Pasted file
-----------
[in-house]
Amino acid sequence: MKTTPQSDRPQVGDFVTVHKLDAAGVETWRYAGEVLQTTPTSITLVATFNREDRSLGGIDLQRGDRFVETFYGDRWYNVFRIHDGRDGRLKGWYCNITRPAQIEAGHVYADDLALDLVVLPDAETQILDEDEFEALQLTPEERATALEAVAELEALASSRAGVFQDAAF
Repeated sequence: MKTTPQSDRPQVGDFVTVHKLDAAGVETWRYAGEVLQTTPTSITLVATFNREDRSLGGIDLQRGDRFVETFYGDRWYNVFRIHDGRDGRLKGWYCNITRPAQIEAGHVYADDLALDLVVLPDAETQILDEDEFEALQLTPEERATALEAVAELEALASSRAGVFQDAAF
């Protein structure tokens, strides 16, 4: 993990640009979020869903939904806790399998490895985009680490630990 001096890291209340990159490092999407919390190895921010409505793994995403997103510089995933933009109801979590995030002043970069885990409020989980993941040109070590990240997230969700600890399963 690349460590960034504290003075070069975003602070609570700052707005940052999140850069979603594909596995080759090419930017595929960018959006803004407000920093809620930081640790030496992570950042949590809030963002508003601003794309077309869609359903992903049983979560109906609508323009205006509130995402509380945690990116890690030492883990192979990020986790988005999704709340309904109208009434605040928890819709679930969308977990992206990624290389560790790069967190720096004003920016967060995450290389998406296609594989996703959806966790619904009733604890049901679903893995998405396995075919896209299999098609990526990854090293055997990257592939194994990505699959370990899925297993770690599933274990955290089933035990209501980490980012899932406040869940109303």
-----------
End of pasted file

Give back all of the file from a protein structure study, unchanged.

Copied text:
[in-house]
Amino acid sequence: MKTTPQSDRPQVGDFVTVHKLDAAGVETWRYAGEVLQTTPTSITLVATFNREDRSLGGIDLQRGDRFVETFYGDRWYNVFRIHDGRDGRLKGWYCNITRPAQIEAGHVYADDLALDLVVLPDAETQILDEDEFEALQLTPEERATALEAVAELEALASSRAGVFQDAAF
Repeated sequence: MKTTPQSDRPQVGDFVTVHKLDAAGVETWRYAGEVLQTTPTSITLVATFNREDRSLGGIDLQRGDRFVETFYGDRWYNVFRIHDGRDGRLKGWYCNITRPAQIEAGHVYADDLALDLVVLPDAETQILDEDEFEALQLTPEERATALEAVAELEALASSRAGVFQDAAF
């Protein structure tokens, strides 16, 4: 993990640009979020869903939904806790399998490895985009680490630990 001096890291209340990159490092999407919390190895921010409505793994995403997103510089995933933009109801979590995030002043970069885990409020989980993941040109070590990240997230969700600890399963 690349460590960034504290003075070069975003602070609570700052707005940052999140850069979603594909596995080759090419930017595929960018959006803004407000920093809620930081640790030496992570950042949590809030963002508003601003794309077309869609359903992903049983979560109906609508323009205006509130995402509380945690990116890690030492883990192979990020986790988005999704709340309904109208009434605040928890819709679930969308977990992206990624290389560790790069967190720096004003920016967060995450290389998406296609594989996703959806966790619904009733604890049901679903893995998405396995075919896209299999098609990526990854090293055997990257592939194994990505699959370990899925297993770690599933274990955290089933035990209501980490980012899932406040869940109303």